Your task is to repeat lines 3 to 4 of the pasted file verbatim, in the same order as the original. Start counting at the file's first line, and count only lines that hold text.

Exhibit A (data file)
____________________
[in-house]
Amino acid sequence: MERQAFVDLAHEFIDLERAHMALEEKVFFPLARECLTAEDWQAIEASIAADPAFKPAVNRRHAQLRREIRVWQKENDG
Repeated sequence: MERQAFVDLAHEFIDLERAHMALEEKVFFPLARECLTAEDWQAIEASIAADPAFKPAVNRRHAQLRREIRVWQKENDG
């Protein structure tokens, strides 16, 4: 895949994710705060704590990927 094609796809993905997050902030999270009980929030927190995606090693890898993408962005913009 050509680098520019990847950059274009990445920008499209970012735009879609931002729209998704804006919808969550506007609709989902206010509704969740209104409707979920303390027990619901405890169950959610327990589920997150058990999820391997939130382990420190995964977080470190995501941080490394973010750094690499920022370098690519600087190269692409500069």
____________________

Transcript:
Repeated sequence: MERQAFVDLAHEFIDLERAHMALEEKVFFPLARECLTAEDWQAIEASIAADPAFKPAVNRRHAQLRREIRVWQKENDG
């Protein structure tokens, strides 16, 4: 895949994710705060704590990927 094609796809993905997050902030999270009980929030927190995606090693890898993408962005913009 050509680098520019990847950059274009990445920008499209970012735009879609931002729209998704804006919808969550506007609709989902206010509704969740209104409707979920303390027990619901405890169950959610327990589920997150058990999820391997939130382990420190995964977080470190995501941080490394973010750094690499920022370098690519600087190269692409500069």